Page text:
Josh McDaniels (16 interviews) and Adam Gase (12 interviews) have been among the most frequently interviewed white coaches. Each has been hired twice.
► From 2003 to 2022, a total of 57 coaches of color interviewed for at least one NFL head coaching job, compared to 159 white coaches. That’s about three white candidates for every candidate of color.
► The coaches of color in that candidate pool, however, received more interviews on average (4.5 interviews per coach) than their white counterparts (3.2).
► Coaches of color received about 33% of the 769 publicly-reported interviews for head coach positions from 2003 to 2022. They were hired to fill 19.5% of those vacancies.
► Of the nine coaches who have interviewed for the most jobs since 2003 without being hired as a head coach, seven of them are Black. (Darrell Bevell and Russ Grimm are the others.)
USA TODAY Sports’ data does not include clandestine interviews, nor reflect multiple interviews conducted with the same team during the same coaching search — i.e., second-round and finalist interviews.
It also excludes three hires made as part of internal succession plans, and a fourth — the Chiefs’ hiring of Todd Haley in 2009 — for which no public information is available.
“Watching this thing unfold for 35 years, it’s better — the league is much better. But the hiring process is always a mystery,” former NFL coach and ESPN analyst Herm Edwards said.
“It’s not anybody’s fault. I’m not blaming any coach who got hired over another coach. But there’s no rhyme or reason for it, with how people do things.”
Hurting your chances by interviewing too much
Dungy got his first interview for a head-coaching job with the Philadelphia Eagles in 1986. He was just 30 years old. “I didn’t know what I was doing,” he said.
Over the next few years, he was frequently mentioned as one of the premier head-coaching candidates in the NFL — a safe bet to become one of the first Black coaches to get a top job. But in nine years, he only received three more interviews, two of which left him convinced he never had a realistic shot in the first place.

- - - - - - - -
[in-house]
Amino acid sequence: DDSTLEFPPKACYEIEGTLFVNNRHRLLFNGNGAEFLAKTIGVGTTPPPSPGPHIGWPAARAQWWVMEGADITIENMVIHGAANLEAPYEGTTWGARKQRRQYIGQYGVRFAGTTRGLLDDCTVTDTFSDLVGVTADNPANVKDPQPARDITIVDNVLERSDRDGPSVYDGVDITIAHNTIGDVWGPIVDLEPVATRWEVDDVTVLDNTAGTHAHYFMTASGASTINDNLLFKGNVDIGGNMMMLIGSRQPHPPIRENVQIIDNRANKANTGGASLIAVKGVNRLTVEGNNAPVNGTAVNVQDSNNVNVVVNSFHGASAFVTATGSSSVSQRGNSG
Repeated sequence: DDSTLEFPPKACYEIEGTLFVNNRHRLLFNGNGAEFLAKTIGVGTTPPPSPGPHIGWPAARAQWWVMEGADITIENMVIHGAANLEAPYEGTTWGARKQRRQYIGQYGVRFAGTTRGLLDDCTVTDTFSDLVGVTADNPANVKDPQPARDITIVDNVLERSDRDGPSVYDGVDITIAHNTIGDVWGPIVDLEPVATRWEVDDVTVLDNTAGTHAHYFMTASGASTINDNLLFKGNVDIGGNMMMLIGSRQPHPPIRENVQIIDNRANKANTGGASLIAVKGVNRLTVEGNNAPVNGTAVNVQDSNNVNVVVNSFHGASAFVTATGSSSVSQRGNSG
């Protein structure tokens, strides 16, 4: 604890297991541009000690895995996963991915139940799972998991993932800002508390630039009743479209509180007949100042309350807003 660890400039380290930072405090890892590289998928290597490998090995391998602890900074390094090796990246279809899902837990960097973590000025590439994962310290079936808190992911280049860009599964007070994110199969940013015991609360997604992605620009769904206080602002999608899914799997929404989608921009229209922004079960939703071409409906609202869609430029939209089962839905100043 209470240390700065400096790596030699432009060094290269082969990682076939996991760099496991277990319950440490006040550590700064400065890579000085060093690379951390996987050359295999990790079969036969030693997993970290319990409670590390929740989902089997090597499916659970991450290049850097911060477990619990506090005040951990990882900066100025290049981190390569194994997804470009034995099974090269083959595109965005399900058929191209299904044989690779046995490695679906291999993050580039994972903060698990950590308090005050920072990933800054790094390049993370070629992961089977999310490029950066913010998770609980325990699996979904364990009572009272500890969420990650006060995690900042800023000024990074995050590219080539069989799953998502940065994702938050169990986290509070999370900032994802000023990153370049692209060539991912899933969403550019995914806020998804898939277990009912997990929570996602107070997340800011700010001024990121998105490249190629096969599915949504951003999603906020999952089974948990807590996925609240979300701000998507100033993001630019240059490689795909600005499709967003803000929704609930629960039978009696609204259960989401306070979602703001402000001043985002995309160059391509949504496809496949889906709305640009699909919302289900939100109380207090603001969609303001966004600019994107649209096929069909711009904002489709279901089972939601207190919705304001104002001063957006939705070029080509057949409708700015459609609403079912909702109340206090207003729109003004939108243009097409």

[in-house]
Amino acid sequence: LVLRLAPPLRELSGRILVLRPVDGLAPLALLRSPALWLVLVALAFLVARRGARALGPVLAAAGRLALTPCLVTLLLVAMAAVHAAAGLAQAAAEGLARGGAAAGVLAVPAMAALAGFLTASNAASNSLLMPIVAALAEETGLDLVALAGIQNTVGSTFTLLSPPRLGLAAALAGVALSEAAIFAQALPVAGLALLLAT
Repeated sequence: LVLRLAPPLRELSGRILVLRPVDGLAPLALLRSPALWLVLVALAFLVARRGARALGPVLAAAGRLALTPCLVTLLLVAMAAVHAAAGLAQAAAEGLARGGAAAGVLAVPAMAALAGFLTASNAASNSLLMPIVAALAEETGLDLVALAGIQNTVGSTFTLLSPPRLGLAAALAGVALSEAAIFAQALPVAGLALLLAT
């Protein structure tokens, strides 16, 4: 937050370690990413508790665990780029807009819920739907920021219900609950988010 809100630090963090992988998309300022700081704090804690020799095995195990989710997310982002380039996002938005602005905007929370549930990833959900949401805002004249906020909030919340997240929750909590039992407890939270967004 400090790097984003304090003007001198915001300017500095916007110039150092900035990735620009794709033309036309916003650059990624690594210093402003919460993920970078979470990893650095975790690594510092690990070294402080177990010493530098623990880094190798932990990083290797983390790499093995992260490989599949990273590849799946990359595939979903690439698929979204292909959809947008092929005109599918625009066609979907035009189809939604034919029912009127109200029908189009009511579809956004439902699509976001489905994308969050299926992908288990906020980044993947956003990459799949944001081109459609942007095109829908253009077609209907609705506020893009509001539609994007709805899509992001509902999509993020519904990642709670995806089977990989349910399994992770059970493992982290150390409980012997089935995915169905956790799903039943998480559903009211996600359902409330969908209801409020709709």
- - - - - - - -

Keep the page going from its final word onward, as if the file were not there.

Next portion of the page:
In 1988, at the end of his interview with Green Bay Packers executive Tom Braatz, Dungy said he asked Braatz to describe his ideal candidate for the team’s head-coaching vacancy. Braatz told him it would be an offensive-minded coach who had previous head-coaching experience. Dungy was neither.
Then, in 1994, Dungy said he wrapped up an interview with new Jacksonville Jaguars owner Wayne Weaver by asking the same question. This time, Dungy was told the Jaguars wanted a head coach who could also be the general manager. He had no interest or experience in holding both roles.
“You’re a little frustrated. You think, ‘Gosh, I didn’t really have a chance at this,'” Dungy said. “Can you really blow the owner away and get the job, or is it just a quick perfunctory thing so I can say I filled out the requirement of the rule?”
Dungy said his fourth interview of that stretch, which was again with the Eagles, illustrates the complexity of that question. When owner Jeffrey Lurie described his ideal candidate, Dungy thought he sounded like a perfect fit. He said he called his wife, convinced he would ultimately get the job. Instead, Lurie diverged from his plan and hired Ray Rhodes, who is also Black.
“I don’t think Ray Rhodes was necessarily what Jeff Lurie was looking for,” Dungy said. “Ray kind of blew Jeff away.”
Arizona State athletic director Ray Anderson, who was Dungy’s agent at the time, said he doesn’t remember the specifics of those early interviews. But he knows there were plenty of teams at the time who interviewed Black coaches just to check a box — “(more) than will ever be known publicly,” he said.
As an agent representing Black coaches, Anderson said he often cautioned his clients to be strategic about which — and how many — interview offers to accept, even for head-coaching roles. Pass on a legitimate opportunity and it might mean losing out on a dream job, but take too many illegitimate ones and it could hurt you.
“If you’re not hired, then you run the risk of one of the 32 owners saying, ‘I don’t want to hire a coach who, very frankly, was rejected by three or four other teams already,’ ” said Anderson, who later served on the working committee that helped develop the Rooney Rule during his time as an executive with the Atlanta Falcons.
“That’s the real dilemma, when you have so few opportunities.”
No blueprint for hiring a head coach
For Dungy, this issue gets at the heart of the Rooney Rule — and the late Dan Rooney’s intentions when helping to craft it.
The assumption was that NFL owners, like Rooney, would have a blueprint or set of qualifications they were looking for in a head coach when embarking on a search. If a rule required them to interview a coach of color, the idea went, they would naturally interview a coach who fit that blueprint — and maybe it would lead to them getting hired.